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Thread: British P1897 with WWI ANZAC connection

  1. #1

    British P1897 with WWI ANZAC connection

    My latest acquisition is yet another late period sword; a Pattern 1897 Infantry Officer's Sword. This example was made by Wilkinson 8 October 1906 for D.M. King of the King's Liverpool Regiment.





    What initially attracted me to this sword is that it is a rather late example of a Patent Solid Hilt, and I have been looking to add an Edwardian sword to my collection. The sword came to me with active rust, but with a little elbow grease (and by elbow grease I mean Nevr-Dull) the sword cleaned up nicely. The steel hilt with ERVII monogram has lost most of its plating, and the grip wire is completely gone. The missing wire shows that the grip slabs were riveted to the tang like the cavalry trooper's swords of the Victorian period.







    The steel scabbard has most of its plating still intact, but there is quite a lot of bubbling. The blade, while not in its original polish, is clean and in quite good condition considering the overall condition of the sword when it arrived. The blade has all the standard etchings as well as the owner's monogram DMK.

    The sword, while in need of some TLC, was enough in and of itself to get my attention. However the story of its owner is what convinced me that it was worth pursuing. Dennis Malcolm King, born in 1886, was commissioned 2nd lieutenant with the King's Liverpool Regiment 6 October, 1906. He was promoted lieutenant 4 November, 1908. In 1913 King was seconded for service with the Australian Imperial Forces with the Administrative & Instructional Staff. He was promoted captain 1 October, 1914, and was off to Egypt from December, 1914 to March, 1915. From April to December of 1915 he was at Gallipoli. He returned to Egypt from January (MiD 28 January, MC) to May, 1916, and then was off to Europe (France and Belgium) from June to November, 1918 (MiD 4 January, 1917, 11 December 1917, and 27 December 1918). During this period he was awarded the DSO (1 January, 1917) and a clasp to his DSO (7 November 1918). King was brevet major 3 June, 1919.

    There is a tremendous amount of information on King, which makes writing about him a bit intimidating. All of his movements and promotions throughout the war can get a bit hard to follow, especially when one considers temporary appointments. Instead of getting into the nitty-gritty detail of all of this, I thought I would provide some interesting vignettes of him as a soldier. After all, this is what is most compelling, at least to me!

    As a part of their "Mapping Our ANZACS" project, the Australian National Archives have published many service records which are available online. King's service records from his time with the Australian Imperial Forces (AIF) are fortunately amongst these records, which are available HERE. There is quite a lot to go through, and much of it is repetitive, however it is worth noting that he did suffer a gun shot wound to the thigh--a wound from which he thankfully recovered.

    Much of his service during the Great War was as a staff officer, which means that there are a few accounts of him in the field. Below are a few examples:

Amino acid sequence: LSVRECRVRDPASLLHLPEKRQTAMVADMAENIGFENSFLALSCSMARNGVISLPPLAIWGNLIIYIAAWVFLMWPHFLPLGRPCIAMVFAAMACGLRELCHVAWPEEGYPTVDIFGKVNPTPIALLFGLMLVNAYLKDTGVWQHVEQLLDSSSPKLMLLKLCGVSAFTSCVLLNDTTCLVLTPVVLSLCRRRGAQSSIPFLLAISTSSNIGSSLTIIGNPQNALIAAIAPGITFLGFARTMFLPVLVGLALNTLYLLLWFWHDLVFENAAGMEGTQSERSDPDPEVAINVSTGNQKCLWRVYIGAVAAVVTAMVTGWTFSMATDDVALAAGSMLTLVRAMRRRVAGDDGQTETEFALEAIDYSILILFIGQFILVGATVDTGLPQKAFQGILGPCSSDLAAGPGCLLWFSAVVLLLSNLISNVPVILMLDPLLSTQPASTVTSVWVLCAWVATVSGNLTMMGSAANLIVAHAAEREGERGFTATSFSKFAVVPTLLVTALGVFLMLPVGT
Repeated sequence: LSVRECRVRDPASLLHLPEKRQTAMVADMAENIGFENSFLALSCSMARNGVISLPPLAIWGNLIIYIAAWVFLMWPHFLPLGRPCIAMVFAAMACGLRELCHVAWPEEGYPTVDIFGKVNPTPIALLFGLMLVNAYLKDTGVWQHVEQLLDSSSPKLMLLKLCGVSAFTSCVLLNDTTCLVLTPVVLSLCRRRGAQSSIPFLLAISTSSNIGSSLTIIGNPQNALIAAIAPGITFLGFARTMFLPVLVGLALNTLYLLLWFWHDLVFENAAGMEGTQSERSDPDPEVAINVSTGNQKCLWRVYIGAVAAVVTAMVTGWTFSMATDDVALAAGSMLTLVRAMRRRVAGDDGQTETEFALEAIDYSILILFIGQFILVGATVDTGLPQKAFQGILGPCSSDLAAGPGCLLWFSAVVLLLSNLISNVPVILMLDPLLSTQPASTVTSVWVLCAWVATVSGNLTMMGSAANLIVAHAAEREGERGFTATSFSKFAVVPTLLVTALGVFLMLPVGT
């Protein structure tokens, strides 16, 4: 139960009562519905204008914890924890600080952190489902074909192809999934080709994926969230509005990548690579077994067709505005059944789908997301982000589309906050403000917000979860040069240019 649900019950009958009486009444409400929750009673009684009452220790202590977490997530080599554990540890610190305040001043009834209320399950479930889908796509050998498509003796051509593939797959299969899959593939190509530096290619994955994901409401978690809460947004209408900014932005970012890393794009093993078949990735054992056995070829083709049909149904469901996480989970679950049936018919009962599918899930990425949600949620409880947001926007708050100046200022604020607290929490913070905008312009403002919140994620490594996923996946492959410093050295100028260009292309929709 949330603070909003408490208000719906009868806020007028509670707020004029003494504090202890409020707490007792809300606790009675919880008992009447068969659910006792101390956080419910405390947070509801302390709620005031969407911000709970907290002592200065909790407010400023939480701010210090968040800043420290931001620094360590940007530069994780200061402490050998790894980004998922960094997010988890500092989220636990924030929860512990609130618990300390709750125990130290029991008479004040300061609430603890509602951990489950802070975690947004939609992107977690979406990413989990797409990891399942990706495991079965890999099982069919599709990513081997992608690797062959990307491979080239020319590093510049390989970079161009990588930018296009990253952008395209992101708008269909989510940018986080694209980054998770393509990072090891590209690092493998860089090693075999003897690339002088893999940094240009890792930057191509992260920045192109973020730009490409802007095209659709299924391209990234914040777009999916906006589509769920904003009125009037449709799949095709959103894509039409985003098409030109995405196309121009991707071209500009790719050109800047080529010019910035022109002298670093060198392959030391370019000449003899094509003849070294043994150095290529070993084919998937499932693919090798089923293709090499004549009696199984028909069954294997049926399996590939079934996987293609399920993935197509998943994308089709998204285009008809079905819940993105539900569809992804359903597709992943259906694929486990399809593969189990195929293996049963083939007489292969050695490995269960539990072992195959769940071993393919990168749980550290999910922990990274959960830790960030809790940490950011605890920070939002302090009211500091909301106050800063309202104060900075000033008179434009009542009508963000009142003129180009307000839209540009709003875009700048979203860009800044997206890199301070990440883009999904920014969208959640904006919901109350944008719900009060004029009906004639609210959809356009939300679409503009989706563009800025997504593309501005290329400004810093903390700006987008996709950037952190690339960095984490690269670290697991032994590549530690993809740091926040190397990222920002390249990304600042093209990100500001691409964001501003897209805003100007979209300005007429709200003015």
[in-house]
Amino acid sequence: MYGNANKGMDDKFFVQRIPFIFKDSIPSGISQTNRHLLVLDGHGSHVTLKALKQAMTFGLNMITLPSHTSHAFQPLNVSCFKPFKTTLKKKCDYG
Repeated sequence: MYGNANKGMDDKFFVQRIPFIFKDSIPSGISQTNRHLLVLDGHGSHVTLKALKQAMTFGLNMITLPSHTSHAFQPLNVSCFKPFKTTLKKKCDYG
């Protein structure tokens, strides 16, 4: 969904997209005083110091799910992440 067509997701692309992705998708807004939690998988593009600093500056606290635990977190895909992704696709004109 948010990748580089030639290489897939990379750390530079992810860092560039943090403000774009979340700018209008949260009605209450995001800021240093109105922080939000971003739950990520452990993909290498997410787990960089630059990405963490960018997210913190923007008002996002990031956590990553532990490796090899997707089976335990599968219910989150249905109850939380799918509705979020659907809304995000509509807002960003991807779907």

From The story of the Fifth Australian division, being an authoritative account of the division's doings in Egypt, France and Belgium by Capt. A.D. Ellis.

    "His first assistants on the General Staff were Major D. M. King (the King's Liverpool Regiment), who was appointed G.S.O. II, and Captain Boase, who was the Division's first G.S.O. III. Major King had the ardent and energetic temperament of so many men of Irish extraction, and his personal gallantry and his experience of staff and regimental work promised well for his success as G.S.O. II. Captain Boase was one of the earlier graduates of Duntroon. He was quiet and unassuming, capable and painstaking, and altogether efficient in everything that he undertook."

    "Early in December Major D. M. King, who had been G.S.O. II of the Division since its formation, left to
    fill a staff appointment in an English formation. He had rendered the Division good service for a long time, especially in its training activities, where his energetic personality and organising ability had ample scope. He was succeeded by Major G. Wootten, a Duntroon graduate of proved ability."

    From The Journal of the Society for Army Historical Research (Volume 77, Issues 309-312, 1999):



    I think his shaken nerves are quite understandable!

    This extract from Australia Under Arms by Philip F.E.Schuler shows that by August he had adjusted to the strains and stresses of the battlefield:





    Indeed, I wonder what sort of effect the sudden loss of the chain of command had on the young captain, for after this experience he was mentioned in despatches (MiD) several times, and he earned his gallantry awards. I think he took that horrifying experience to heart. His 1918 DSO clasp clearly shows him to be a brave and daring officer:

    "For conspicuous gallantry and good leadership in organising three successful raids and compelling the enemy to withdraw from an outpost line overlooking our front line. Valuable identifications were obtained, 22 prisoners were taken, and many of the enemy killed. He showed the greatest energy and ability in preparing these raids, and in the raids themselves set a splendid example of courage and determination."

    I have had the good fortune of finding two (small) photos of King, one of which he is with King George V himself!